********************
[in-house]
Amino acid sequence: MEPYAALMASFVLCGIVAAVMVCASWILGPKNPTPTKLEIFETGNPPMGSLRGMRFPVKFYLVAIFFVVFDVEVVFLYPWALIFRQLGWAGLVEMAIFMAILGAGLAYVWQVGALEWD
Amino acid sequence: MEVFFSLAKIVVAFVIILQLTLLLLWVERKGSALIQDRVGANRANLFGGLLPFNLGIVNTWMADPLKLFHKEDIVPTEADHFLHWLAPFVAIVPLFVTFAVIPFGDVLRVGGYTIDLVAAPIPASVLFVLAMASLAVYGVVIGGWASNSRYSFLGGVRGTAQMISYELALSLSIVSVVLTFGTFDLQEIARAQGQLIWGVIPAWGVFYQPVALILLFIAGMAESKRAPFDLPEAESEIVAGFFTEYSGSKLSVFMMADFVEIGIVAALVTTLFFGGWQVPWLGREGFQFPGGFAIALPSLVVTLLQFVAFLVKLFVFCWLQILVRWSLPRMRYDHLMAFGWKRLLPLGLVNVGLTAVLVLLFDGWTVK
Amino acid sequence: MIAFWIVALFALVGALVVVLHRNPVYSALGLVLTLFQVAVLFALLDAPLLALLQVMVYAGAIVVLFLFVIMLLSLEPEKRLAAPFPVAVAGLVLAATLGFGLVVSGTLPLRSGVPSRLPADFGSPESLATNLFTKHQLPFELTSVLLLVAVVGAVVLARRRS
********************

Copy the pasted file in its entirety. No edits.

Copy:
[in-house]
Amino acid sequence: MEPYAALMASFVLCGIVAAVMVCASWILGPKNPTPTKLEIFETGNPPMGSLRGMRFPVKFYLVAIFFVVFDVEVVFLYPWALIFRQLGWAGLVEMAIFMAILGAGLAYVWQVGALEWD
Amino acid sequence: MEVFFSLAKIVVAFVIILQLTLLLLWVERKGSALIQDRVGANRANLFGGLLPFNLGIVNTWMADPLKLFHKEDIVPTEADHFLHWLAPFVAIVPLFVTFAVIPFGDVLRVGGYTIDLVAAPIPASVLFVLAMASLAVYGVVIGGWASNSRYSFLGGVRGTAQMISYELALSLSIVSVVLTFGTFDLQEIARAQGQLIWGVIPAWGVFYQPVALILLFIAGMAESKRAPFDLPEAESEIVAGFFTEYSGSKLSVFMMADFVEIGIVAALVTTLFFGGWQVPWLGREGFQFPGGFAIALPSLVVTLLQFVAFLVKLFVFCWLQILVRWSLPRMRYDHLMAFGWKRLLPLGLVNVGLTAVLVLLFDGWTVK
Amino acid sequence: MIAFWIVALFALVGALVVVLHRNPVYSALGLVLTLFQVAVLFALLDAPLLALLQVMVYAGAIVVLFLFVIMLLSLEPEKRLAAPFPVAVAGLVLAATLGFGLVVSGTLPLRSGVPSRLPADFGSPESLATNLFTKHQLPFELTSVLLLVAVVGAVVLARRRS